CLASSES for college students began last month for Malayan Colleges in Mindanao (MCM) where I teach part-time for Communication and Multimedia Arts students.
The teachers, in my opinion, were lucky because even before the pandemic MCM had been practicing digital learning and would actually allot one day in a week just for digital learning. So it wasn’t a huge adjustment for the faculty members. But still, adjustments, relearning and knowledge absorption were made. A number of webinars and training for the use of a variety of digital learning tools a month before classes start were also done for the teachers’ sake.
In the same way, students were given the option to enroll whether fully online, blended learning or remote learning. They were also given the option to enroll under Batch A or Batch B depending on their current status and learning availability. It’s now Week 4 of the semester, weekly reports are being made and weekly module contents are being uploaded.
But not every school is as lucky and as ready.
Most of the schools in the Philippines, especially those located in rural communities, were taken by surprise by these online classes and remote learning. Other private organizations have gathered together to donate gadgets and bond papers to print modules for use of the schools and individual students. Others rely on government support.
While problems with gadget provision and internet access is an expected problem, one struggle that is present on the sidelines of this situation is the psychological struggle.
I had a student who I had to reach out to as she was enrolled in the class but has not yet participated in any activities. Her response saddened me. She said she will try her best to catch up but that she has been dealing with mental burdens lately. She thanked me for taking the time to reach out. I wanted to be as understanding as possible. It’s hard for everyone to deal with this pandemic and, who knows, their family might be dealing with some major financial or any other sort of problem. So I just told her she can email me anytime she would need help catching up.
A friend who is currently enrolled in a law school in Davao City would also constantly complain of the inconvenience the students experience during exams. They are given careful, detailed instructions on how they should take a video of themselves while taking the two-hour exam. On top of that, they must also submit a 360-video of their surroundings before the exam starts. She shared while taking the exam, her paranoia on whether or not the camera is rolling and recording the entire duration of the exam is taking over her mind more than the actual questions. She was afraid she couldn’t answer properly, not to mention the time and effort she needed to set up her recording materials and apps prior to taking the exam. As if law school is not stressful enough.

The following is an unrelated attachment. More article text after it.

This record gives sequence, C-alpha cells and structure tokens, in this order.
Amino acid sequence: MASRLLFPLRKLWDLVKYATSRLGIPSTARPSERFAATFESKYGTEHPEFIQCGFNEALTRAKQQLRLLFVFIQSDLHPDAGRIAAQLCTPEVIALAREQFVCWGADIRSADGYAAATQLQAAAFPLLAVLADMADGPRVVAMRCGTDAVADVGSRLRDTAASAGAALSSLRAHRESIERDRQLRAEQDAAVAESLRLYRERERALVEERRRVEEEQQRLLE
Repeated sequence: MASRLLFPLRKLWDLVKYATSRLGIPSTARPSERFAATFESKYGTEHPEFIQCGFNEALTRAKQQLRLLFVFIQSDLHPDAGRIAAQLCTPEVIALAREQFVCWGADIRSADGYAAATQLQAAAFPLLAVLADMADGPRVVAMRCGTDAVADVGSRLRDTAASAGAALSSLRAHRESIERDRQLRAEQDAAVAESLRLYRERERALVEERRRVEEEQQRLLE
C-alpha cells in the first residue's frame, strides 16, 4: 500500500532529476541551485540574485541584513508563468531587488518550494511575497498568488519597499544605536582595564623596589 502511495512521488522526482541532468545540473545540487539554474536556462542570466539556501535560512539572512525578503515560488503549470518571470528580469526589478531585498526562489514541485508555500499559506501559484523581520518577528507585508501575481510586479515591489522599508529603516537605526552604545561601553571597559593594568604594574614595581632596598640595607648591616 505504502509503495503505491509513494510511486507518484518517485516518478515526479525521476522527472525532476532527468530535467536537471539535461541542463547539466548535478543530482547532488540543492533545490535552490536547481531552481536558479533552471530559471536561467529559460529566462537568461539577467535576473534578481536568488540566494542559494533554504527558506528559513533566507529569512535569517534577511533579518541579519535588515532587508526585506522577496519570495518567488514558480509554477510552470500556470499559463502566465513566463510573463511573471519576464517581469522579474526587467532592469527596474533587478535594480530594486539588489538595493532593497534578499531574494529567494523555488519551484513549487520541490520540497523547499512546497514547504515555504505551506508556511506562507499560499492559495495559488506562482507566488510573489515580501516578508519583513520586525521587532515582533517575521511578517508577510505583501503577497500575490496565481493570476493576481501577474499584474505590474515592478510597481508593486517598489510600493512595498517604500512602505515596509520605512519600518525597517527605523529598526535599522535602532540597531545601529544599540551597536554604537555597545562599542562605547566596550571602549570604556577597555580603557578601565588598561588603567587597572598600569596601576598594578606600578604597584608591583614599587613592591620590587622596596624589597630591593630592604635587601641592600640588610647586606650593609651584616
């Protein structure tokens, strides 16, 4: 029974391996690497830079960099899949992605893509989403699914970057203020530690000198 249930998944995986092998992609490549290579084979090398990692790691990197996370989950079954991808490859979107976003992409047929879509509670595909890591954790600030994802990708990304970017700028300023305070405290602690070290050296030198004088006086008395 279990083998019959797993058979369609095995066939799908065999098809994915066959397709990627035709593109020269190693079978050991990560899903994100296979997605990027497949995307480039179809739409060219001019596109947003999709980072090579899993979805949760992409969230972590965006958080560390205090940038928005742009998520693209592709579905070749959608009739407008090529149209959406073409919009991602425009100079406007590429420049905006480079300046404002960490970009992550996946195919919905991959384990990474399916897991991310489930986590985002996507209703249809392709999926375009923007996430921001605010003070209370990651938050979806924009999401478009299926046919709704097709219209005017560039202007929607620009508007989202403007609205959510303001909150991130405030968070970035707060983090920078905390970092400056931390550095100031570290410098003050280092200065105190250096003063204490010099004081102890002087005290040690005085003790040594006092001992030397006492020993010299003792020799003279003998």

She wished her school would be more understanding of the situation of the students and would not make it harder than it already is.
Online remote learning is undeniably difficult both for the teachers and the students. For older teachers, they need to learn the technology fast. For some students, they need to understand the lesson and be more diligent in their individual studying schedules to get the most of the subjects.
But in any new, difficult situation, I learned that the best thing to deal with it is to be compassionate and understanding with the other parties. School administration should be thinking of the welfare of the teachers and the students. Teachers should think of the students and whether they’re already bombarding them with information. In the same way, students must not expect too much from teachers as long as the teachers provide them the lessons, activities, and assistance they need from time to time.
Online learning and teaching are just a few things we decided on amid this pandemic that we weren’t actually ready for. Many call for an academic freeze but the Department of Education insists we are ready.
We are Filipinos. We were told we are resilient so we face challenges bravely even if we don’t deserve it or even if we could have had it better.